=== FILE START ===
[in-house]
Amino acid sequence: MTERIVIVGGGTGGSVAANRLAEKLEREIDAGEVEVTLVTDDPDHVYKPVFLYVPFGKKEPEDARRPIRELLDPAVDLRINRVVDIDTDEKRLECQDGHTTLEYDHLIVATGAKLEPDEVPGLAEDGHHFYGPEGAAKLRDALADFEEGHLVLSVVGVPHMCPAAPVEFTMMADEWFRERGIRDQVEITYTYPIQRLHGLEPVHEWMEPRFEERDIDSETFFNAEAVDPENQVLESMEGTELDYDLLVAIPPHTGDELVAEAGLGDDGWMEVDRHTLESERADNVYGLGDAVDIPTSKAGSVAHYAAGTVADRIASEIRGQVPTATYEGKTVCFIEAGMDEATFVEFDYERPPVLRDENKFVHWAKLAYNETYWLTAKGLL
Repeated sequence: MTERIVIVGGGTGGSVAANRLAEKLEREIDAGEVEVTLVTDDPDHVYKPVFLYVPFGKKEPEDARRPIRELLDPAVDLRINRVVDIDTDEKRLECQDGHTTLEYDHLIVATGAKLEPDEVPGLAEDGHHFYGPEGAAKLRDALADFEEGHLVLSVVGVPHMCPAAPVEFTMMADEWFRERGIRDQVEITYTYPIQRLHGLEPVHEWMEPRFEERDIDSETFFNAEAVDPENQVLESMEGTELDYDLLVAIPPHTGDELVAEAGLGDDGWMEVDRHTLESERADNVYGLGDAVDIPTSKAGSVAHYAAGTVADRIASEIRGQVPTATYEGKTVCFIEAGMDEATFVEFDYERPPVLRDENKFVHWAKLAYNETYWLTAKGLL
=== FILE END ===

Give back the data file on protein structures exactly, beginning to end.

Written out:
[in-house]
Amino acid sequence: MTERIVIVGGGTGGSVAANRLAEKLEREIDAGEVEVTLVTDDPDHVYKPVFLYVPFGKKEPEDARRPIRELLDPAVDLRINRVVDIDTDEKRLECQDGHTTLEYDHLIVATGAKLEPDEVPGLAEDGHHFYGPEGAAKLRDALADFEEGHLVLSVVGVPHMCPAAPVEFTMMADEWFRERGIRDQVEITYTYPIQRLHGLEPVHEWMEPRFEERDIDSETFFNAEAVDPENQVLESMEGTELDYDLLVAIPPHTGDELVAEAGLGDDGWMEVDRHTLESERADNVYGLGDAVDIPTSKAGSVAHYAAGTVADRIASEIRGQVPTATYEGKTVCFIEAGMDEATFVEFDYERPPVLRDENKFVHWAKLAYNETYWLTAKGLL
Repeated sequence: MTERIVIVGGGTGGSVAANRLAEKLEREIDAGEVEVTLVTDDPDHVYKPVFLYVPFGKKEPEDARRPIRELLDPAVDLRINRVVDIDTDEKRLECQDGHTTLEYDHLIVATGAKLEPDEVPGLAEDGHHFYGPEGAAKLRDALADFEEGHLVLSVVGVPHMCPAAPVEFTMMADEWFRERGIRDQVEITYTYPIQRLHGLEPVHEWMEPRFEERDIDSETFFNAEAVDPENQVLESMEGTELDYDLLVAIPPHTGDELVAEAGLGDDGWMEVDRHTLESERADNVYGLGDAVDIPTSKAGSVAHYAAGTVADRIASEIRGQVPTATYEGKTVCFIEAGMDEATFVEFDYERPPVLRDENKFVHWAKLAYNETYWLTAKGLL